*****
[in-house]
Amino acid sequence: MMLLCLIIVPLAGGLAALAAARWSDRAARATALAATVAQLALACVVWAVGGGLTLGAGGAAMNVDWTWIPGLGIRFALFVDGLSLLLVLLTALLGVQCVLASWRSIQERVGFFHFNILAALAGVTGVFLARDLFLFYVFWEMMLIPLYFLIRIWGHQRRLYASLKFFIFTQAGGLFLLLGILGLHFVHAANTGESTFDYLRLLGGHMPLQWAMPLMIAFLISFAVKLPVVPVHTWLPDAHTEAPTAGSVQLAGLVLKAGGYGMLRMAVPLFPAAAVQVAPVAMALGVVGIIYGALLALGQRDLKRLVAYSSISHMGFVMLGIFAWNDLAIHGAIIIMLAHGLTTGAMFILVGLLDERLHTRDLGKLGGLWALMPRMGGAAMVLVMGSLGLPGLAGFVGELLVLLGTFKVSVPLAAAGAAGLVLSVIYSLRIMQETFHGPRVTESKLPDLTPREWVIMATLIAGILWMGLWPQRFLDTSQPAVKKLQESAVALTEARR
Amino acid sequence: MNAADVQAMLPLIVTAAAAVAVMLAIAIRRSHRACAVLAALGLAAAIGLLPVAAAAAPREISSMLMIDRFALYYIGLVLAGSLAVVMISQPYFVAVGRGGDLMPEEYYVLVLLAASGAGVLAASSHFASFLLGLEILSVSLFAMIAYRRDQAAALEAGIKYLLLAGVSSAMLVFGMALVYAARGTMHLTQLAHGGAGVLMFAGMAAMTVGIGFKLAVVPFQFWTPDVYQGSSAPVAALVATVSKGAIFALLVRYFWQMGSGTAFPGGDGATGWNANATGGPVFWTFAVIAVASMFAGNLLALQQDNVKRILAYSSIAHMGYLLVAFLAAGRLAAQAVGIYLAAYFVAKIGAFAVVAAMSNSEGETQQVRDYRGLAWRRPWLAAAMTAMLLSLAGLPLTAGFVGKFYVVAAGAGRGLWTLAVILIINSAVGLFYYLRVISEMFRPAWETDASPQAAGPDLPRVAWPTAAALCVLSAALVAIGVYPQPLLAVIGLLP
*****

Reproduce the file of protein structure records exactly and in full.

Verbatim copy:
[in-house]
Amino acid sequence: MMLLCLIIVPLAGGLAALAAARWSDRAARATALAATVAQLALACVVWAVGGGLTLGAGGAAMNVDWTWIPGLGIRFALFVDGLSLLLVLLTALLGVQCVLASWRSIQERVGFFHFNILAALAGVTGVFLARDLFLFYVFWEMMLIPLYFLIRIWGHQRRLYASLKFFIFTQAGGLFLLLGILGLHFVHAANTGESTFDYLRLLGGHMPLQWAMPLMIAFLISFAVKLPVVPVHTWLPDAHTEAPTAGSVQLAGLVLKAGGYGMLRMAVPLFPAAAVQVAPVAMALGVVGIIYGALLALGQRDLKRLVAYSSISHMGFVMLGIFAWNDLAIHGAIIIMLAHGLTTGAMFILVGLLDERLHTRDLGKLGGLWALMPRMGGAAMVLVMGSLGLPGLAGFVGELLVLLGTFKVSVPLAAAGAAGLVLSVIYSLRIMQETFHGPRVTESKLPDLTPREWVIMATLIAGILWMGLWPQRFLDTSQPAVKKLQESAVALTEARR
Amino acid sequence: MNAADVQAMLPLIVTAAAAVAVMLAIAIRRSHRACAVLAALGLAAAIGLLPVAAAAAPREISSMLMIDRFALYYIGLVLAGSLAVVMISQPYFVAVGRGGDLMPEEYYVLVLLAASGAGVLAASSHFASFLLGLEILSVSLFAMIAYRRDQAAALEAGIKYLLLAGVSSAMLVFGMALVYAARGTMHLTQLAHGGAGVLMFAGMAAMTVGIGFKLAVVPFQFWTPDVYQGSSAPVAALVATVSKGAIFALLVRYFWQMGSGTAFPGGDGATGWNANATGGPVFWTFAVIAVASMFAGNLLALQQDNVKRILAYSSIAHMGYLLVAFLAAGRLAAQAVGIYLAAYFVAKIGAFAVVAAMSNSEGETQQVRDYRGLAWRRPWLAAAMTAMLLSLAGLPLTAGFVGKFYVVAAGAGRGLWTLAVILIINSAVGLFYYLRVISEMFRPAWETDASPQAAGPDLPRVAWPTAAALCVLSAALVAIGVYPQPLLAVIGLLP